CHINESE SOLDIERS AND THEIR ARMS.
garrisons of those towns of Kan-su which still remained in the power of China were strengthened. Nothing more was done in the first instance. The Dungans, gratified with their success in freeing themselves from Chinese rule, discontinued aggressive measures, and gave themselves up to looting, while the Chinese garrisons immured within mud walls remained tranquil spectators of the complete devastation of the country.
The Chinese troops in Kan-su and on the Hoang-ho were brought from the southern provinces of the empire, and were called by the inhabitants Khotens; they also included a few Solones from Manchuria. Their arms consisted of swords, matchlocks, a few smooth-bore English muskets and double-barrelled pistols, some of English and others of Tula manufacture, the latter probably obtained on the Amur. The cavalry and some of the infantry were armed with long bamboo lances, decorated with red flags and effigies of the dragon.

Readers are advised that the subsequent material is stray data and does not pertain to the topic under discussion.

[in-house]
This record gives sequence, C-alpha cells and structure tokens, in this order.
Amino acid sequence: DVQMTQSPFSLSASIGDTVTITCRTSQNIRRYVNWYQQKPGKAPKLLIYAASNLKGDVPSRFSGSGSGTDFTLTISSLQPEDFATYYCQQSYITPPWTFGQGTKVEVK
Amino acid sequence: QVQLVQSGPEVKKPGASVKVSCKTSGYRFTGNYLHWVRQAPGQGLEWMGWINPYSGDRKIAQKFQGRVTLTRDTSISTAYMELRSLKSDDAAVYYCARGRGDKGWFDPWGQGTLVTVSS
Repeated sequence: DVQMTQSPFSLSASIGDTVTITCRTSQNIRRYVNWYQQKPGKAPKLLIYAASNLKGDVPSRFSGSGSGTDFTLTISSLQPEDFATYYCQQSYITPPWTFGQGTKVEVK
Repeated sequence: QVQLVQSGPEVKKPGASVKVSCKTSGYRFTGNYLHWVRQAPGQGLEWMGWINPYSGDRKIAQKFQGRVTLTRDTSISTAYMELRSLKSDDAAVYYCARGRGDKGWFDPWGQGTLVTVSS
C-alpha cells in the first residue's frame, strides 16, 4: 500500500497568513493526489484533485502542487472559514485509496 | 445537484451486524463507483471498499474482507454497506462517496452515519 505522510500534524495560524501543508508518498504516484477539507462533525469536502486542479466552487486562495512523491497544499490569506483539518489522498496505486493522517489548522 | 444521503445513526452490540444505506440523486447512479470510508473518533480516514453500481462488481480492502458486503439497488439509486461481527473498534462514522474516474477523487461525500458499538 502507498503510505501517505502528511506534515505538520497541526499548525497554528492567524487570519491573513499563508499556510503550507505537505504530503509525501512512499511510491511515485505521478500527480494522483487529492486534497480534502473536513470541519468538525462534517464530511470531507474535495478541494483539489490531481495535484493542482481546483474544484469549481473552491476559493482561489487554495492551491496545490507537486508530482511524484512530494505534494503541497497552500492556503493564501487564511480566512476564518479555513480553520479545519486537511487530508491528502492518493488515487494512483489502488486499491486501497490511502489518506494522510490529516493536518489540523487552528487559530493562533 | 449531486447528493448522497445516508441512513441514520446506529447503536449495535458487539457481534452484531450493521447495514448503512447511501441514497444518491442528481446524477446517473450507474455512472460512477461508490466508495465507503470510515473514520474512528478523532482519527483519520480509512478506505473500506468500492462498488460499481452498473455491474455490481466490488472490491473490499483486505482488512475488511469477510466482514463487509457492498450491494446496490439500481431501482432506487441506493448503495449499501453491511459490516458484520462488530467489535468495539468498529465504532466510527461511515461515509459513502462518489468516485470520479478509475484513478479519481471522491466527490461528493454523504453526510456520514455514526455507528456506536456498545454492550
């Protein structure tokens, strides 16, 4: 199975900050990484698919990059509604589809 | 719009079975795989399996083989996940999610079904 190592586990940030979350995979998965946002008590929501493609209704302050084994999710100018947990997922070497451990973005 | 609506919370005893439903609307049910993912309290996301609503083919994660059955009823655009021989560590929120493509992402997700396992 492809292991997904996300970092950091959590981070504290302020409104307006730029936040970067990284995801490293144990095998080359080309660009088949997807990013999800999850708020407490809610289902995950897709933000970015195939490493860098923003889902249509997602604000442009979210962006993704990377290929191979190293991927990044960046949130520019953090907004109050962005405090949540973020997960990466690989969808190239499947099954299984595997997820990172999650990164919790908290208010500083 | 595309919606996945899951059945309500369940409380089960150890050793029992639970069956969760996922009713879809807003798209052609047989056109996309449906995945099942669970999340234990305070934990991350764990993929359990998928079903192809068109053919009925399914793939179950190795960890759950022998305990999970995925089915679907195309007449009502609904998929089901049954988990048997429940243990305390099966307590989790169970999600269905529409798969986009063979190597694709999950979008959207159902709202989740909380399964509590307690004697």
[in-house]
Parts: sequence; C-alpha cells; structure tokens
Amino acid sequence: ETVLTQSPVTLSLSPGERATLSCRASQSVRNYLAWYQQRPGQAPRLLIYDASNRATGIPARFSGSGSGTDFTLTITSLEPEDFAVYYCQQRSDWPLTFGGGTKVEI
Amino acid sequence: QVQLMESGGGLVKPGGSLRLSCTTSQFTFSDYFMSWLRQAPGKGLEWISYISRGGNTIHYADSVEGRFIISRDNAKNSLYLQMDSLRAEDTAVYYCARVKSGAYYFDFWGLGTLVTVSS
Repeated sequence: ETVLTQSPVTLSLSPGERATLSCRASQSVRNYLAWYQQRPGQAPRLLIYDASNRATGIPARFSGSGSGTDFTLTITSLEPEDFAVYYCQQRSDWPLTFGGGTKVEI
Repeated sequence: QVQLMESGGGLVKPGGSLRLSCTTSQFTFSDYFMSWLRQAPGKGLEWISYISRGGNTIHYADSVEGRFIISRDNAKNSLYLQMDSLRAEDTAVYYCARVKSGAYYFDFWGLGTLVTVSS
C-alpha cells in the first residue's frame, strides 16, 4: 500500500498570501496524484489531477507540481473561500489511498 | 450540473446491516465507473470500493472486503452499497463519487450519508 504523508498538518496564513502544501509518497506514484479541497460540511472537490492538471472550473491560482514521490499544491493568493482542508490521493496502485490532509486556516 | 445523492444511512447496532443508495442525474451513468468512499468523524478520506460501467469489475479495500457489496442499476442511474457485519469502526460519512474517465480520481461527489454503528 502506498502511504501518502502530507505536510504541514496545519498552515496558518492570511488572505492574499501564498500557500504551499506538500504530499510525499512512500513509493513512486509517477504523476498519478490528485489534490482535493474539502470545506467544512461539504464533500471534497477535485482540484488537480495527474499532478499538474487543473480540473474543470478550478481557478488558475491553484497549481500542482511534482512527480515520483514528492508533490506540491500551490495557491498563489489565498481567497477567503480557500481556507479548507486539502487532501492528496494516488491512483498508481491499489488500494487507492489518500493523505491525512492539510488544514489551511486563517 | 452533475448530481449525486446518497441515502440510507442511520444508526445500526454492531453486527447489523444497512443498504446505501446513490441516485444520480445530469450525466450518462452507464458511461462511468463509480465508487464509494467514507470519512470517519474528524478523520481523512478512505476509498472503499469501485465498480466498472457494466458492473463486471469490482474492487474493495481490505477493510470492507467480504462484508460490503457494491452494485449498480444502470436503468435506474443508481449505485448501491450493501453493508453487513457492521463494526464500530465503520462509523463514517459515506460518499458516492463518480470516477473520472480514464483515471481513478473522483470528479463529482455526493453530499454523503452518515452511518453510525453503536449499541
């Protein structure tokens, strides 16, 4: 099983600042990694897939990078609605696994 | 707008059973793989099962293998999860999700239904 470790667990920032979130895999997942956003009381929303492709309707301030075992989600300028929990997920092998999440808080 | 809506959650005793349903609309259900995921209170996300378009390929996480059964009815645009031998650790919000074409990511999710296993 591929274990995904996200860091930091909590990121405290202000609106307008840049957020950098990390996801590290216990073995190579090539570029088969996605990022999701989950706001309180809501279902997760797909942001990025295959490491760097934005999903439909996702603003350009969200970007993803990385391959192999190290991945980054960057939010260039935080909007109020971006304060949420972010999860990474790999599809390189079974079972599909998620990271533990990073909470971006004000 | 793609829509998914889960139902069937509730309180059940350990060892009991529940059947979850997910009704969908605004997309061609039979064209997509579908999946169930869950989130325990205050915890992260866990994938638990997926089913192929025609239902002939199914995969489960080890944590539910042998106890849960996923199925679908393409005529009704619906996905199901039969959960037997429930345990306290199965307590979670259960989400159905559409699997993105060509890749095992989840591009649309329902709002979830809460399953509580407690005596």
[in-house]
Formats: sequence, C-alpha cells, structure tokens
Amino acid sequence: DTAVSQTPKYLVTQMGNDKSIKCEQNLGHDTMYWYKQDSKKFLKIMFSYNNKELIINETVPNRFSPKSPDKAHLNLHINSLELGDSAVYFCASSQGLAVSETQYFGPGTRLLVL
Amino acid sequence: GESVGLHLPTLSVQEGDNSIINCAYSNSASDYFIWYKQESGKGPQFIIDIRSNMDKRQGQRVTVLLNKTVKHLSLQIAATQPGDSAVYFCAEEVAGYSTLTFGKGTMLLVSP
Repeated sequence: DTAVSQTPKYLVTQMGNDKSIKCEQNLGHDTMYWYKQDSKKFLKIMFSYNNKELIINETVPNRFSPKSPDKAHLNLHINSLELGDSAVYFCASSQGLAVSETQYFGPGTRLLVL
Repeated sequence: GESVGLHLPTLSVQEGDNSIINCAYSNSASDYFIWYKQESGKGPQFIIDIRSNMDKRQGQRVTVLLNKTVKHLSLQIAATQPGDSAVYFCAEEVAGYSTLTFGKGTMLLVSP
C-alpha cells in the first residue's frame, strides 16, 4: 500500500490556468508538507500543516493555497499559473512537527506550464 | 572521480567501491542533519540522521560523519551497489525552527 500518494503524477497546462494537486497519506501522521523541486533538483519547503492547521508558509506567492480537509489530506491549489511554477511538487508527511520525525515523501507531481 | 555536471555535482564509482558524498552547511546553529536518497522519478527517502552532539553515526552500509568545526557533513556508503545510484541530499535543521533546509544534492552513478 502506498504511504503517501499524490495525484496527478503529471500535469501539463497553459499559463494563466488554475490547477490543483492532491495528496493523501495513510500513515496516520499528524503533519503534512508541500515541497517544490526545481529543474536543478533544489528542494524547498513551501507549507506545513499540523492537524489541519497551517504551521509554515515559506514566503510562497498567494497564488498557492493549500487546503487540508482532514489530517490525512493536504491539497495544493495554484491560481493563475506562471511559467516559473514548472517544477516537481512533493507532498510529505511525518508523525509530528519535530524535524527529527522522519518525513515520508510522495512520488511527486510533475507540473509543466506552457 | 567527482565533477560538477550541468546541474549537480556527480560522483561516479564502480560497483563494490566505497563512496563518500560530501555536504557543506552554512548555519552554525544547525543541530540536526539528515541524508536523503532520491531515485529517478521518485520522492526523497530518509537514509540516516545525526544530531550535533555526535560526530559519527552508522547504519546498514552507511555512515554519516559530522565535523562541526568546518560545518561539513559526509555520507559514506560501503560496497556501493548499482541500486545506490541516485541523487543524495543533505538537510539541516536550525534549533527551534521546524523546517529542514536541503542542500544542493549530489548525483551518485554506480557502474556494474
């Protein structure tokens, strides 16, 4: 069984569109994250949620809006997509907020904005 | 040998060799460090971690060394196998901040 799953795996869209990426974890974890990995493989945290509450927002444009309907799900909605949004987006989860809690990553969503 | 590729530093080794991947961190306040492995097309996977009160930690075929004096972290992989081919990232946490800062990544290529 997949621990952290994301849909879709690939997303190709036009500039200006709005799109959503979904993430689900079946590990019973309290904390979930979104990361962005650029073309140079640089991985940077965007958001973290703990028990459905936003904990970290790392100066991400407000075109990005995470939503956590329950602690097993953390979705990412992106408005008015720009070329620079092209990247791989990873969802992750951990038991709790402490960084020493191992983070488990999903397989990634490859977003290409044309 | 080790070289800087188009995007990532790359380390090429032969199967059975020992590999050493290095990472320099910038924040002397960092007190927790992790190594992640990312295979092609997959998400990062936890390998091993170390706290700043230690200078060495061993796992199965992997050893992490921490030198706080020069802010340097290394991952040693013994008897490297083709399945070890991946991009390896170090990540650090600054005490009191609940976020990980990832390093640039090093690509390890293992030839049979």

The moral qualities of Chinese soldiers are so peculiar that a European would find difficulty in believing it possible for an army composed of such elements to exist, particularly when brought into the field. In the first place all of them, officers and men, are addicted to opium-smoking, and cannot exist without it for a single day. This vile habit is not only practised in barracks, but even on a campaign, in the face of an enemy, they will smoke themselves into a state of torpor. The result is moral and physical debility, and complete unfitness